$20.00 excl tax
Picture of New Mexico - Cibola National Forest - Manzano Wilderness
New Mexico - Cibola National Forest - Manzano Wilderness
Occupying mainly the west slope of the Manzano Mountain range, this wilderness ranges from pinion- juniper woodland at 5,000 feet to ponderosa pine and aspen at the 10,000-foot crest. Terrain is steep and rugged, cut with canyons and rock outcrops. A well-developed trail system is little used.
$20.00 excl tax
Picture of New Mexico - Santa Fe National Forest - Pecos Wilderness
New Mexico - Santa Fe National Forest - Pecos Wilderness
The Pecos Wilderness was established September 3, 1964. The New Mexico Wilderness Act of 1980 added 55,000 acres to the Pecos Wilderness, which now totals 223,667 acres and includes portions of the Pecos-Las Vegas and EspaƱola Ranger Districts of the Santa Fe National Forest, and the Camino Real Ranger District of the Carson National Forest.
$20.00 excl tax
Picture of New Mexico - Santa Fe National Forest - San Pedro Parks Wilderness
New Mexico - Santa Fe National Forest - San Pedro Parks Wilderness
The black grid lines shown on this map represent the UTM (Universal Transverse Mercator) 1,000 meter grid system, Zone 13. The UTM grid is the military equivalent of latitude and longitude, only easier for most people to read because it is measured in meters rather that degrees, minutes and seconds. This grid can be used in conjunction with a GPS unit to easily locate yourself anywhere within the area shown on this map. Each solid line in the grid is spaced 1,000 meters from the one adjacent to it. A second grid is shown on this map. Solid red lines represent a 7 1/2 minute grid in standard latitude/longitude format. Additional red ticks indicate a 2 1/2 minute grid within that system. The area just west of San Pedro Parks Wilderness is restricted to non-motorized use only. The use of ATVs, off-road vehicles, chainsaws, etc is prohibited.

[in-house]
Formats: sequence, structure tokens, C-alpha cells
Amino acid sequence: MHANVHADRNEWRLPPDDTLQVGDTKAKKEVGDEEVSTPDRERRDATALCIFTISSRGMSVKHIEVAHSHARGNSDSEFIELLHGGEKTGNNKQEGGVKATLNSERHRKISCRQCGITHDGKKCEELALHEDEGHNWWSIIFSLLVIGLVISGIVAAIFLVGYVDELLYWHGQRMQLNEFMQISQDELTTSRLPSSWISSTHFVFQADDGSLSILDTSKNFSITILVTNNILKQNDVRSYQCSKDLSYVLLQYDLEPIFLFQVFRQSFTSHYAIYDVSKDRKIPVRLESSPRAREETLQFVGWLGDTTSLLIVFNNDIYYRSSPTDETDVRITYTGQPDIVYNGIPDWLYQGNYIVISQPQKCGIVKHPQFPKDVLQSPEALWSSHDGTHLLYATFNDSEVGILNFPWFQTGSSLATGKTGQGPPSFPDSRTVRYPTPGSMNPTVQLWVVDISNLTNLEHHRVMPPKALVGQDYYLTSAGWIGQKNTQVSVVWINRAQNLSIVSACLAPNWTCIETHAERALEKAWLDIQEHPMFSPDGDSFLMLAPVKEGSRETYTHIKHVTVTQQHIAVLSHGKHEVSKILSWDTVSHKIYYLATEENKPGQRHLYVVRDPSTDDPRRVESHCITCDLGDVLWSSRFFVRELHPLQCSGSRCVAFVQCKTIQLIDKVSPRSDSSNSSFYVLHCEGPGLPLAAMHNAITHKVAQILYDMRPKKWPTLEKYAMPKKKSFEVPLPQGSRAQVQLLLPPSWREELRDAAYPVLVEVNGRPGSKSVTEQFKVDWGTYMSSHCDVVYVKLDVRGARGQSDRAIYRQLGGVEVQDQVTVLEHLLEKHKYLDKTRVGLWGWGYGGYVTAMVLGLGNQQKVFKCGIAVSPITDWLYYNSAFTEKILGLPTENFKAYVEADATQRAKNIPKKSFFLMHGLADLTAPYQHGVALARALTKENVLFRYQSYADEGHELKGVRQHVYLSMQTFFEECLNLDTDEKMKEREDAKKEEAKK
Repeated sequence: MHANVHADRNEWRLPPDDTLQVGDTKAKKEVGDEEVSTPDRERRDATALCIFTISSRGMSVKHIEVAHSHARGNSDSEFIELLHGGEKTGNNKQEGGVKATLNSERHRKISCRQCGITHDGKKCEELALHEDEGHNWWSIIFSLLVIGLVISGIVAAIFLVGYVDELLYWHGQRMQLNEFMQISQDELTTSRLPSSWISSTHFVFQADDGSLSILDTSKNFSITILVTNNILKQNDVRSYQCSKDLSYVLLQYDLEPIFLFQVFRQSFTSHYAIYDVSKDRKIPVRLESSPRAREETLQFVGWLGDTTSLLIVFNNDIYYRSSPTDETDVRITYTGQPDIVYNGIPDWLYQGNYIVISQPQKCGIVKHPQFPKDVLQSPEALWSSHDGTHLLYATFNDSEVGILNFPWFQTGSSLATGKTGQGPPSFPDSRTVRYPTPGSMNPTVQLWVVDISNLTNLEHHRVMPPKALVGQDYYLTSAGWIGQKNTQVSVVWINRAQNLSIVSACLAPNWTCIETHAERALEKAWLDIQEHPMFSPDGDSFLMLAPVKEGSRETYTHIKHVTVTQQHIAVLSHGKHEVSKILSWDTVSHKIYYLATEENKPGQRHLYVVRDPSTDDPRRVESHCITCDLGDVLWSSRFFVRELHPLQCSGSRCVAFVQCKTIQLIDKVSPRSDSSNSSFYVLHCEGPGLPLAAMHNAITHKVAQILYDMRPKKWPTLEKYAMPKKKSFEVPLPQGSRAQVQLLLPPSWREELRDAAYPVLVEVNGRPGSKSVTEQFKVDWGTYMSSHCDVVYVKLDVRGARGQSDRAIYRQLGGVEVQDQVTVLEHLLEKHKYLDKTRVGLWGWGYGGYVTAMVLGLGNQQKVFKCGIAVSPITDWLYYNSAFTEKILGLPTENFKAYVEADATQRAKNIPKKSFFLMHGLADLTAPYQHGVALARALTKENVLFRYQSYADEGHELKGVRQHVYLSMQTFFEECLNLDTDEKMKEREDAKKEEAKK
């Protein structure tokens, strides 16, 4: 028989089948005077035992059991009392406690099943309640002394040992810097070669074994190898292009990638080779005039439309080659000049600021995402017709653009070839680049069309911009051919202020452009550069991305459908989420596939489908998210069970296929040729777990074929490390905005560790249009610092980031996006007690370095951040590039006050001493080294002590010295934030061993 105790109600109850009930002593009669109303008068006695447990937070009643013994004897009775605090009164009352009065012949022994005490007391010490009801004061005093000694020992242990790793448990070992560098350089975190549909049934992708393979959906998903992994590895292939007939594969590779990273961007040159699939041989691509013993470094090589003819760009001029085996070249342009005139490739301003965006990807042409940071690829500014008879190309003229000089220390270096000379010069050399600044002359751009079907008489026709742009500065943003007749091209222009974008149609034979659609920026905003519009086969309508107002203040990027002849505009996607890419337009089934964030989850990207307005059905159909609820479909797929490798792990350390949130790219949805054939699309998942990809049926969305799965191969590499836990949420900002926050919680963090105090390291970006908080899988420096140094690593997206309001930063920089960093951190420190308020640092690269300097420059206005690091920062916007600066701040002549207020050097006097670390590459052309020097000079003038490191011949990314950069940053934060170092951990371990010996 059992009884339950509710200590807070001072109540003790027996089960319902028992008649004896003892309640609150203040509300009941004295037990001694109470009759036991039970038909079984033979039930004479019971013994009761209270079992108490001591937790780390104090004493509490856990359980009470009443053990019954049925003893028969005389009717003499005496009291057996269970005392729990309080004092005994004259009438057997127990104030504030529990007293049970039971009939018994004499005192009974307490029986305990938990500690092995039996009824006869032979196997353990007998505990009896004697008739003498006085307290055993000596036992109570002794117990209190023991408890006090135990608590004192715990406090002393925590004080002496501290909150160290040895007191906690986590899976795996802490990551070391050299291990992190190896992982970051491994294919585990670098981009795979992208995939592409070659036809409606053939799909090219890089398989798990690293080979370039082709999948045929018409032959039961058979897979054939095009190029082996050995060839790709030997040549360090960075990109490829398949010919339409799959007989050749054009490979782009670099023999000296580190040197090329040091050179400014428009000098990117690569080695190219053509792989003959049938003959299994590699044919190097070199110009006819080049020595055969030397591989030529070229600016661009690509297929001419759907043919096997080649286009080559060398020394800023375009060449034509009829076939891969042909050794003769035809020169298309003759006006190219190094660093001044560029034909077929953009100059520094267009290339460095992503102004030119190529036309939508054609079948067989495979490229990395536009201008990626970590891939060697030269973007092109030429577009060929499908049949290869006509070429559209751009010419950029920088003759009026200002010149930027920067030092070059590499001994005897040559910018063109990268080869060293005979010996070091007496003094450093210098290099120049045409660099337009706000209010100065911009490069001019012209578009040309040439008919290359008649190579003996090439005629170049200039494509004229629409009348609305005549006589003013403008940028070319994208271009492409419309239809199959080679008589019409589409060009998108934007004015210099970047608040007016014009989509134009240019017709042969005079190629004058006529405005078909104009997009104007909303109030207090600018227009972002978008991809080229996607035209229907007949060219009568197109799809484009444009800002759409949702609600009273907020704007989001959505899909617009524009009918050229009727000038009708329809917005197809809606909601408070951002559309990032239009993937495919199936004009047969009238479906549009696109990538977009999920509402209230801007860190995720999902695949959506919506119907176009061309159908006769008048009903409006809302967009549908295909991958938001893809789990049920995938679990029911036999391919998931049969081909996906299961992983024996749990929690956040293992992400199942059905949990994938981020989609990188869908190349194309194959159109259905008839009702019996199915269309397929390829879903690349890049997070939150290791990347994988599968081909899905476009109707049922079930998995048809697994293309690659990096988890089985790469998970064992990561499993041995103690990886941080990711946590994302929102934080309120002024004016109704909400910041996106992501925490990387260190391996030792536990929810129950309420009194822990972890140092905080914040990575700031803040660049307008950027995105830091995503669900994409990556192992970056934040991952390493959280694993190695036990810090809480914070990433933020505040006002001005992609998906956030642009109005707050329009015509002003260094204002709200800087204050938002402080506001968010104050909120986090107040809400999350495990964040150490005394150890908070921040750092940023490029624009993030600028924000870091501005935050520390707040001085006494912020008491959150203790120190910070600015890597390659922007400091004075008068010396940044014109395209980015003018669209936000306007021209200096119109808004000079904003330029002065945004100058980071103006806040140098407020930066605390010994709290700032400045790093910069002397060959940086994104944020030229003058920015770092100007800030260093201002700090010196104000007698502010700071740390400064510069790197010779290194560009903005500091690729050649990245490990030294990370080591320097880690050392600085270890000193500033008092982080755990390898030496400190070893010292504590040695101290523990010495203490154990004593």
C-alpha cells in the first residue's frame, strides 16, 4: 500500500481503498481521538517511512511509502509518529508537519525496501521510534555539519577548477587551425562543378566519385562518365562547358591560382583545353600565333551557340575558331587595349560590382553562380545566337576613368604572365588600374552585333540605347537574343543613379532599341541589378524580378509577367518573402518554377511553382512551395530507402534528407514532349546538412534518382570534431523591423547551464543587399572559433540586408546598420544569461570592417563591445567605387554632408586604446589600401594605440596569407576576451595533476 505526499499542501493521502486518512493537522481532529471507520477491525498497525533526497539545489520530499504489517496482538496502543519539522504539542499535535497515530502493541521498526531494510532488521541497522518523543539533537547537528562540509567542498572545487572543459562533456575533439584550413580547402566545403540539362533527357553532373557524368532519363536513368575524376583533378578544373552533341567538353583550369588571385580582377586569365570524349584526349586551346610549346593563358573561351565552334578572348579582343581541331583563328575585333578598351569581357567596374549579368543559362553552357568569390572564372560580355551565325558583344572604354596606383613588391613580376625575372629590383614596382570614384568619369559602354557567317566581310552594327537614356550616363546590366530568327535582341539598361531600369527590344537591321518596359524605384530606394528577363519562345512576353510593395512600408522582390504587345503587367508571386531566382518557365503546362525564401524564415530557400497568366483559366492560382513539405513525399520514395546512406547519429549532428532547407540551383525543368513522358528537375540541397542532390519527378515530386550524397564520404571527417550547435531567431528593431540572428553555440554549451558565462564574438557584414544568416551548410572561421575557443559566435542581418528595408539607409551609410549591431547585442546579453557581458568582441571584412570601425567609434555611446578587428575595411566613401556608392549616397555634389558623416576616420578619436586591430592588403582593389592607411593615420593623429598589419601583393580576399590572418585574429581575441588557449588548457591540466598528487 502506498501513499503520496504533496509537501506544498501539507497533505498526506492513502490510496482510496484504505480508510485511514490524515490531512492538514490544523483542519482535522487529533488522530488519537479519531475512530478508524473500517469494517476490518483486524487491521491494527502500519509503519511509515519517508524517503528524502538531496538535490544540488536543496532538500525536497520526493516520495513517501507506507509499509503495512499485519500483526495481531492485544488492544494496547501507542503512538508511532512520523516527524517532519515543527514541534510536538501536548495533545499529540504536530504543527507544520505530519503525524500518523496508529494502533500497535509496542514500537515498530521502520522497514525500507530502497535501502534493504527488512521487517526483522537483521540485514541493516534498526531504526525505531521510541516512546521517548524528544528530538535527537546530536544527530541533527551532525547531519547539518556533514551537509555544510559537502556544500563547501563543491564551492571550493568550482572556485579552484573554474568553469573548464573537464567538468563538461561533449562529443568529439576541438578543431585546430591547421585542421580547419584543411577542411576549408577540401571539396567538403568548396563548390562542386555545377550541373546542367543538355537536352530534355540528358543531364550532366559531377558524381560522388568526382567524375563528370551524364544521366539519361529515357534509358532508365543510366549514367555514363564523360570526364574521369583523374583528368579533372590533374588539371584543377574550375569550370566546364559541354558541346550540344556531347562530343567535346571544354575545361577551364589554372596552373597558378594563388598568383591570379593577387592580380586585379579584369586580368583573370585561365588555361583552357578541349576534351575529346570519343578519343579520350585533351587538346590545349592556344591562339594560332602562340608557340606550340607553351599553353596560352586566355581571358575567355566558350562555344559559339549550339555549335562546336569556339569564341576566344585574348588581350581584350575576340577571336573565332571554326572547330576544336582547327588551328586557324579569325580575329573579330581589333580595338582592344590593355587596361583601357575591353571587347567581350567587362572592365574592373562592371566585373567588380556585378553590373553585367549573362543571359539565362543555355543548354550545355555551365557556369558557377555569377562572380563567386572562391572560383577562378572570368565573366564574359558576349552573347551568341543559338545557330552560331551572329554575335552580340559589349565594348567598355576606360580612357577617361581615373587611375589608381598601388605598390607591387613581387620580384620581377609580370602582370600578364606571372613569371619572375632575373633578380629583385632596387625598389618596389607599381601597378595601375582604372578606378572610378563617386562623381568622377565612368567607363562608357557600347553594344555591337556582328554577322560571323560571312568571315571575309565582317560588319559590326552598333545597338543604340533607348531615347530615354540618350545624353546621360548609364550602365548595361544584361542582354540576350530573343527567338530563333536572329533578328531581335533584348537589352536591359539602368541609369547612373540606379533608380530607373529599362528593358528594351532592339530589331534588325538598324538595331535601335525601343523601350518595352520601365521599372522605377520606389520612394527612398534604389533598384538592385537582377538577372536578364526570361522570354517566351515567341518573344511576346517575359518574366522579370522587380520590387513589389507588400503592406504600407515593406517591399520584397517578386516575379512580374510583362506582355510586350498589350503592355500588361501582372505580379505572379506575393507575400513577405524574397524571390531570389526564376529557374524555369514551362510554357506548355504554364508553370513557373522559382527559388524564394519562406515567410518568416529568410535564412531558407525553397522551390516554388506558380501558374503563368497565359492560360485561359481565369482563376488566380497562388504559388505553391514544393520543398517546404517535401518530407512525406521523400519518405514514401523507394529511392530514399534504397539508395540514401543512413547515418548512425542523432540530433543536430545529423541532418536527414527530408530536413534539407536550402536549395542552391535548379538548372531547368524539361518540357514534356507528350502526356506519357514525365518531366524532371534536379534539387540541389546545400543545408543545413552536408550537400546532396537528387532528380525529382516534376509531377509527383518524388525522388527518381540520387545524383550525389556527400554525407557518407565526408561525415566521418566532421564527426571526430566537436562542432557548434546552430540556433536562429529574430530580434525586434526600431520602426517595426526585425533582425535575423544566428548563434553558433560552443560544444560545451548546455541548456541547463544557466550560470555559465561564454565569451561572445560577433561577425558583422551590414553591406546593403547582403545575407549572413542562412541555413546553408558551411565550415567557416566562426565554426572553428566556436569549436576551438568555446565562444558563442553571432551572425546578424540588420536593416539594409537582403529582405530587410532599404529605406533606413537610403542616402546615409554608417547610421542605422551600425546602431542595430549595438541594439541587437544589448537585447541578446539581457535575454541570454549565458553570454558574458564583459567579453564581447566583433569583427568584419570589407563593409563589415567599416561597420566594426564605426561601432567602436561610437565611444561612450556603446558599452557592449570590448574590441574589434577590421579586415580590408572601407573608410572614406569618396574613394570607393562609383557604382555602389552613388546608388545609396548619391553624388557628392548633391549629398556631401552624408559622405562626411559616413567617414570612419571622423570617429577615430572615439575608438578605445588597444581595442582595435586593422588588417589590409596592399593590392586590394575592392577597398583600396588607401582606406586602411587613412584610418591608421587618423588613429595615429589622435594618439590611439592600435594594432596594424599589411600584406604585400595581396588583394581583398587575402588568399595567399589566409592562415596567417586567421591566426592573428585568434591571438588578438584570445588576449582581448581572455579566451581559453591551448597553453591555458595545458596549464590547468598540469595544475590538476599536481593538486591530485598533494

$20.00 excl tax
Picture of New Mexico - Cibola National Forest - Sandia Mountain Wilderness
New Mexico - Cibola National Forest - Sandia Mountain Wilderness
The colorful Sandia Mountain Wilderness symbolizes the enchantment of New Mexico. Sandia means "watermelon" and the mountain gets its name from the delicate pink coloration during sunsets. The rapid rise in elevation from 6,500 feet in its foothills to 10,678 feet at the Sandia Crest observation site almost duplicates in climate, plants, and animals, the changes experienced by traveling from the southern United States to the Canadian border. As a result, this small but majestic mountain is a mirror of the North American Continent, reflecting a surprising diversity of life.
$20.00 excl tax
Picture of New Mexico - Carson National Forest - Wheeler Peak & Latir Peak Wilderness
New Mexico - Carson National Forest - Wheeler Peak & Latir Peak Wilderness
The Wheeler Peak Wilderness includes almost 20,000 acres. Lying along the top of the Sangre De Cristo mountain range Wheeler Peak Wilderness is characterized by high rugged terrain. Elevations range from a low of 7,650 feet to a high of 13,161 feet at Wheeler Peak, the highest point in the State of New Mexico.
$20.00 excl tax
Picture of New Mexico - Lincoln National Forest - White Mountains Wilderness
New Mexico - Lincoln National Forest - White Mountains Wilderness
Located north and west of Ruidoso, New Mexico, in the Lincoln National Forest. Unlike many large wildernesses with their numerous mountain ranges, the White Mountain Wilderness is a long north/south oriented ridge and its adjoining canyon and ridges. In the southern portion of the wilderness, elevations rise to over 11,580 feet near Lookout Mountain and the Mescalero Apache Indian Reservation. Going north, the elevation begins steadily dropping to barely 6,000 feet some 12 air miles away at the northern boundary near Diamond Peak. The west side of this ridge is steeper with more rugged terrain features including some extensive rock outcroppings. The east side is gentler with broader, forested canyons and a few small streams.
$20.00 excl tax